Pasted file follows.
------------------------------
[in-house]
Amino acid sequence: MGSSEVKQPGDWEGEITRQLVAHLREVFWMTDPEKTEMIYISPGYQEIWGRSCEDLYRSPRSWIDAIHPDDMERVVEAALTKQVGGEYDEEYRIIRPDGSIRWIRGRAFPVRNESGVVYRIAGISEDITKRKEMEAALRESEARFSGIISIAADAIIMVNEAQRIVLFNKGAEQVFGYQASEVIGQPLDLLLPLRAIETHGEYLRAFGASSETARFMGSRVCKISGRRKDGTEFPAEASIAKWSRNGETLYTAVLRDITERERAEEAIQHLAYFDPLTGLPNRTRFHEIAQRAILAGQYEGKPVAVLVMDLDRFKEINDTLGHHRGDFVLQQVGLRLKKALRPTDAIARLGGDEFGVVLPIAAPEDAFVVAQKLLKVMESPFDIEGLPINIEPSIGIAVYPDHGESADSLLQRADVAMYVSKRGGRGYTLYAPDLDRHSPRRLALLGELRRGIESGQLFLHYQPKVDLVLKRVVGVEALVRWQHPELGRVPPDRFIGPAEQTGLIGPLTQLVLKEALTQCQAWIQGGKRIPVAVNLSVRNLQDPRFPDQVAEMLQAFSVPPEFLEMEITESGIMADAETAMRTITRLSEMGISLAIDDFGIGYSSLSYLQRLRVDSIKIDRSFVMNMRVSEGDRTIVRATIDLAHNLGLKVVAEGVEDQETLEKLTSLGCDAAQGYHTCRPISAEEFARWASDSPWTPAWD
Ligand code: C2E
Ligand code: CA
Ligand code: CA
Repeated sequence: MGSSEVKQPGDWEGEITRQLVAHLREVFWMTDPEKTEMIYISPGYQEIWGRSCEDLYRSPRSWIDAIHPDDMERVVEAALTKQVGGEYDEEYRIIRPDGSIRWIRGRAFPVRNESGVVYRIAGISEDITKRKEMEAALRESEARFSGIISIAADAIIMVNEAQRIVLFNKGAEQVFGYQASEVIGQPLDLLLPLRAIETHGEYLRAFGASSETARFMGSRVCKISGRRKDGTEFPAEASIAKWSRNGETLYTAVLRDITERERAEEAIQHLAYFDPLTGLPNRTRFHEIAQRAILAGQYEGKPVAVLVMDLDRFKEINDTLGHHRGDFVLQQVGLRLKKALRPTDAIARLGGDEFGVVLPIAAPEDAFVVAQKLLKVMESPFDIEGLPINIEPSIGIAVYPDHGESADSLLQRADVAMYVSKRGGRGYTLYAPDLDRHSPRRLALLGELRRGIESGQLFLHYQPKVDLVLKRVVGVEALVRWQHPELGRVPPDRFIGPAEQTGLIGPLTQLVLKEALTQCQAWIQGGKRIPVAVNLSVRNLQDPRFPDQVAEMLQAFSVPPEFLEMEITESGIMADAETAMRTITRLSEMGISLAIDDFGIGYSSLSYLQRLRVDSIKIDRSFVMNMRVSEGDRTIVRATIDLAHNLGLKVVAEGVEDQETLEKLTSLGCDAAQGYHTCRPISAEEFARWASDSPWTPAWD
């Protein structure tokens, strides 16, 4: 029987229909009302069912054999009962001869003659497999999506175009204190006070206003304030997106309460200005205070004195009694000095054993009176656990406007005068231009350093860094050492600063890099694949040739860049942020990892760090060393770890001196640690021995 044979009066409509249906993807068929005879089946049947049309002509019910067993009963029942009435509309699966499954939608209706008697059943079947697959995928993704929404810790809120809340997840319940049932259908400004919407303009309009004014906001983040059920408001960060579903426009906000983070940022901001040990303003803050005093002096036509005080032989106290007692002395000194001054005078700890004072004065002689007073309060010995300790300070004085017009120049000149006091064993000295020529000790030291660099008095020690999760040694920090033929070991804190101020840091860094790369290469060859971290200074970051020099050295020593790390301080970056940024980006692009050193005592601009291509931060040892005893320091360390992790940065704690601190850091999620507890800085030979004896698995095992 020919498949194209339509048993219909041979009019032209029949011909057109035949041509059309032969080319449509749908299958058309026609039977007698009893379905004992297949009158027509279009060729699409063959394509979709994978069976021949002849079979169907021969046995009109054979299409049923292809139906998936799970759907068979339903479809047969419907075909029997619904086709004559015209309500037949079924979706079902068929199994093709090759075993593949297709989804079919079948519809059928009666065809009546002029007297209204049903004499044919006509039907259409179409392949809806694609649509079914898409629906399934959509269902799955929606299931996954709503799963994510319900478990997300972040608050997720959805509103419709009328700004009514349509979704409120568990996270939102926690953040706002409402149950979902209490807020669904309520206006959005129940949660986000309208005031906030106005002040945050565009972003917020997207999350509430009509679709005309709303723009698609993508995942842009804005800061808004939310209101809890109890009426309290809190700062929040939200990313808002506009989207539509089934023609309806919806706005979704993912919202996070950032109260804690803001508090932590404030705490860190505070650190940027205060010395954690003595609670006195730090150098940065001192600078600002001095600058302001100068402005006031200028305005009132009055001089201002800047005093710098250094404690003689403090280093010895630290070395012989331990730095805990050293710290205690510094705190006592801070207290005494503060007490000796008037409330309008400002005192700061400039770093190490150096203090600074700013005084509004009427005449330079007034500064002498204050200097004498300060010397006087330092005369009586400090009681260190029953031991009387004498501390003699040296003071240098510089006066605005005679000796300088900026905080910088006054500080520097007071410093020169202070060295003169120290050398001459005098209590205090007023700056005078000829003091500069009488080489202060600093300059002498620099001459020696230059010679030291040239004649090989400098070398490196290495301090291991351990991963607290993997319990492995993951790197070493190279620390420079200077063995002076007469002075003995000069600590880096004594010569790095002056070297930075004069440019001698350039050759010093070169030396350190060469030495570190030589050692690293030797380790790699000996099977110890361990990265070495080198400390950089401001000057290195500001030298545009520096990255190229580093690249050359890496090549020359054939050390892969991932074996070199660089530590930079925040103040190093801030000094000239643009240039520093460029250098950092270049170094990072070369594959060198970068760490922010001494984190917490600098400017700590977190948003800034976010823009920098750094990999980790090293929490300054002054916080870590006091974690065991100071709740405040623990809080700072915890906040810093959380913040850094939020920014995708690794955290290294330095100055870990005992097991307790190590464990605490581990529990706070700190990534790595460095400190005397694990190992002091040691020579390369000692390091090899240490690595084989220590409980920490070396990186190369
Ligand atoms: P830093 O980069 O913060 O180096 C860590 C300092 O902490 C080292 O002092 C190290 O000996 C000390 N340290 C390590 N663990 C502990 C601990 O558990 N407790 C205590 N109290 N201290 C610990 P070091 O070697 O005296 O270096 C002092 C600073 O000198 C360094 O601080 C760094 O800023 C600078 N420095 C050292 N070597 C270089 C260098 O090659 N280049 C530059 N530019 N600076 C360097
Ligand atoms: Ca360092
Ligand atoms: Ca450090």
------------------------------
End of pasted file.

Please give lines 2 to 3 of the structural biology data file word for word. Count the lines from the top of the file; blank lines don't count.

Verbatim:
Amino acid sequence: MGSSEVKQPGDWEGEITRQLVAHLREVFWMTDPEKTEMIYISPGYQEIWGRSCEDLYRSPRSWIDAIHPDDMERVVEAALTKQVGGEYDEEYRIIRPDGSIRWIRGRAFPVRNESGVVYRIAGISEDITKRKEMEAALRESEARFSGIISIAADAIIMVNEAQRIVLFNKGAEQVFGYQASEVIGQPLDLLLPLRAIETHGEYLRAFGASSETARFMGSRVCKISGRRKDGTEFPAEASIAKWSRNGETLYTAVLRDITERERAEEAIQHLAYFDPLTGLPNRTRFHEIAQRAILAGQYEGKPVAVLVMDLDRFKEINDTLGHHRGDFVLQQVGLRLKKALRPTDAIARLGGDEFGVVLPIAAPEDAFVVAQKLLKVMESPFDIEGLPINIEPSIGIAVYPDHGESADSLLQRADVAMYVSKRGGRGYTLYAPDLDRHSPRRLALLGELRRGIESGQLFLHYQPKVDLVLKRVVGVEALVRWQHPELGRVPPDRFIGPAEQTGLIGPLTQLVLKEALTQCQAWIQGGKRIPVAVNLSVRNLQDPRFPDQVAEMLQAFSVPPEFLEMEITESGIMADAETAMRTITRLSEMGISLAIDDFGIGYSSLSYLQRLRVDSIKIDRSFVMNMRVSEGDRTIVRATIDLAHNLGLKVVAEGVEDQETLEKLTSLGCDAAQGYHTCRPISAEEFARWASDSPWTPAWD
Ligand code: C2E